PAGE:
My fellow debaters have put forth some good evidence for their respective candidates for Judy’s identity. And Josie Packard, Garland Briggs, and Naido are all respectable candidates indeed! But I think one obvious character has been overlooked in this conversation, someone who has been brought up as early as the release date of Fire Walk With Me, someone whom Agent Cooper has met, and someone whose very existence is central to the story of Twin Peaks: Laura Palmer.
As early as the mid 1990s, theories flew fast and furious about who Judy was. At the time, she seemed to fit the mold of other murdered women investigated as part of the Blue Rose team’s cases, like Teresa Banks (investigated by Chester Desmond in FWWM) and Laura (investigated by Dale Cooper). But a deeper reading of FWWM by John Thorne in Wrapped in Plastic 79 reveals some interesting visual cuts (made in editing because of changes to the script and other filming limitations) that suggest a more direct link between Judy and Laura:
Lynch reintroduces “Judy” to the film after Laura Palmer has been killed. He deliberately places a close-up shot of a monkey uttering the word, “Judy,” just before he cuts to another close-up of the dead Laura. This simple edit obviously establishes a connection between the name and the character: “Judy” is said/Laura is shown.
The implication here is that Judy is in fact Laura. As central as FWWM is to the the themes of The Return, it’s perfectly acceptable to bring this into the discussion. Does it fit with the evidence presented in Part 15? Let’s see.
When Mr. C confronts Jeffries about Judy’s identity, their conversation is deliberately cryptic:
Mr. C: Philip, why didn’t you want to talk about Judy? Who is Judy? Does Judy want something from me?
Jeffries: Why don’t you ask Judy yourself? I can write it down for you.
Mr. C: Who is Judy?
Jeffries: You’ve already met Judy.
Mr. C: What do you mean I’ve met Judy?
You’ve already met Judy. That’s an interesting statement, but it doesn’t exactly narrow the field any; Special Agent Dale Cooper has met virtually every character on the show, male and female, and in his capacity as Mr. C, he’s met many more. If this is meant to be a clue on the part of Frost and Lynch to the viewers (and I believe it is; Mr. C’s final question is supposed to be our own), it’s a piss poor one. How are we supposed to narrow the field in order to find out which of the myriad characters in Twin Peaks it is that Jeffries is referring to?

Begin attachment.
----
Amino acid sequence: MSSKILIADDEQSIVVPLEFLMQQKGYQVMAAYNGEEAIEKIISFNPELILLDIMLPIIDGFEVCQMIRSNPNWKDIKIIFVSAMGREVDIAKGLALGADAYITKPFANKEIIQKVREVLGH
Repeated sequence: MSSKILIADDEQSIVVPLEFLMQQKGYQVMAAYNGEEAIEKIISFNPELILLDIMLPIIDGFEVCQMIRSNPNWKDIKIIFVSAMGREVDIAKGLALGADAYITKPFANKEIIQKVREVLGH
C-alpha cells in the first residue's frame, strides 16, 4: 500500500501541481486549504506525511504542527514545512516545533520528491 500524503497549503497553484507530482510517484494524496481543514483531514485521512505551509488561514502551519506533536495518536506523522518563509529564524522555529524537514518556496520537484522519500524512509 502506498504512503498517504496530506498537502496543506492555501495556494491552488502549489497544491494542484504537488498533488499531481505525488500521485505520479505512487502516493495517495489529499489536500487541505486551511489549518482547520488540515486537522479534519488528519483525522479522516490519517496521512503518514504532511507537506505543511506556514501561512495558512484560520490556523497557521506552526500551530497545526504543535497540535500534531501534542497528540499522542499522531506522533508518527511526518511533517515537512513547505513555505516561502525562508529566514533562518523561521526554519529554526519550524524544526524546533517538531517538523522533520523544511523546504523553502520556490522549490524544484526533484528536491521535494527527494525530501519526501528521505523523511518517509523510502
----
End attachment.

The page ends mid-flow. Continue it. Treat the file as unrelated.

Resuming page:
Laura stands out among them as being the only real-world character that Cooper didn’t meet in person but in a dream. She is also someone whom BOB would have met, and if you subscribe to the notion that BOB and Mr. C are still co-habiting the same body, that is even stronger evidence to support the idea that Laura is the character Jeffries is talking about.
The final nail in the Laura is Judy coffin is the message that Jeffries gives to Mr. C via the steam/smoke trail in the above scene. As many have pointed out, it appears that these six numbers correspond to the coordinates sequence written on Ruth Davenport’s arm. Those coordinates, as seen on Diane’s phone, lead us to Twin Peaks itself.
If ever there was a character who embodies the town of Twin Peaks, it’s Laura Palmer. Her torture and abuse, and her eventual brutal death, has been mapped onto Twin Peaks for years. It arguably contributed to the psychic wounds inflicted on Twin Peaks as seen in The Return. Is this evidence pointing us to Laura as well? Could Leland’s appeal to Cooper back in Part 2 imploring him to find Laura be meant to lead Cooper (and thus Mr. C) to Twin Peaks because is that where Laura is? At this point, it’s entirely possible.
Of course, it could also simply be that Twin Peaks itself is Judy. If Laura is Twin Peaks and Twin Peaks is Laura, those coordinates could be simply be leading to the town and not to a person within it. Cooper/Mr. C (since they, at least to Jeffries, are one and the same) has most definitely “met” the town of Twin Peaks, which has been rightfully called a character unto itself since Twin Peaks first premiered in 1990. Are we all wrong and is Judy not a person…but a place? Is Twin Peaks being linked to the mythical “home” that Judy Garland’s Dorothy must get to in The Wizard of Oz?
Or are we all wrong and is Judy really going to turn out to be Candie? I guess we’ll have to wait and see…